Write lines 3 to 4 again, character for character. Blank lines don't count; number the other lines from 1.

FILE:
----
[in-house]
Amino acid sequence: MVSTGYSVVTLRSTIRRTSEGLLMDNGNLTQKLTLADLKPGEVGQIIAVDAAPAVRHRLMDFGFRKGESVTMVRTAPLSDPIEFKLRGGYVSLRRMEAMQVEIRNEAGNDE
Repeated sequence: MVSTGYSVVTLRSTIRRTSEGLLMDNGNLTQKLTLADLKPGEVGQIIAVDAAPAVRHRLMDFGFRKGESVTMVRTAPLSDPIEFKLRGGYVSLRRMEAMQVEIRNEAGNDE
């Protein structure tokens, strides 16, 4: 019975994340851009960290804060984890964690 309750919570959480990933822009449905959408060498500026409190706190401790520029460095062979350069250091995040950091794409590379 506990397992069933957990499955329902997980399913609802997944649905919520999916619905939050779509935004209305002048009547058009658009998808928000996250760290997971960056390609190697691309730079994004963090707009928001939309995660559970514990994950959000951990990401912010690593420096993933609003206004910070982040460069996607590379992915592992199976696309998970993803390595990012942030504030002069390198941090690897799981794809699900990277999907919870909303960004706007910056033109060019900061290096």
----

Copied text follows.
Repeated sequence: MVSTGYSVVTLRSTIRRTSEGLLMDNGNLTQKLTLADLKPGEVGQIIAVDAAPAVRHRLMDFGFRKGESVTMVRTAPLSDPIEFKLRGGYVSLRRMEAMQVEIRNEAGNDE
């Protein structure tokens, strides 16, 4: 019975994340851009960290804060984890964690 309750919570959480990933822009449905959408060498500026409190706190401790520029460095062979350069250091995040950091794409590379 506990397992069933957990499955329902997980399913609802997944649905919520999916619905939050779509935004209305002048009547058009658009998808928000996250760290997971960056390609190697691309730079994004963090707009928001939309995660559970514990994950959000951990990401912010690593420096993933609003206004910070982040460069996607590379992915592992199976696309998970993803390595990012942030504030002069390198941090690897799981794809699900990277999907919870909303960004706007910056033109060019900061290096």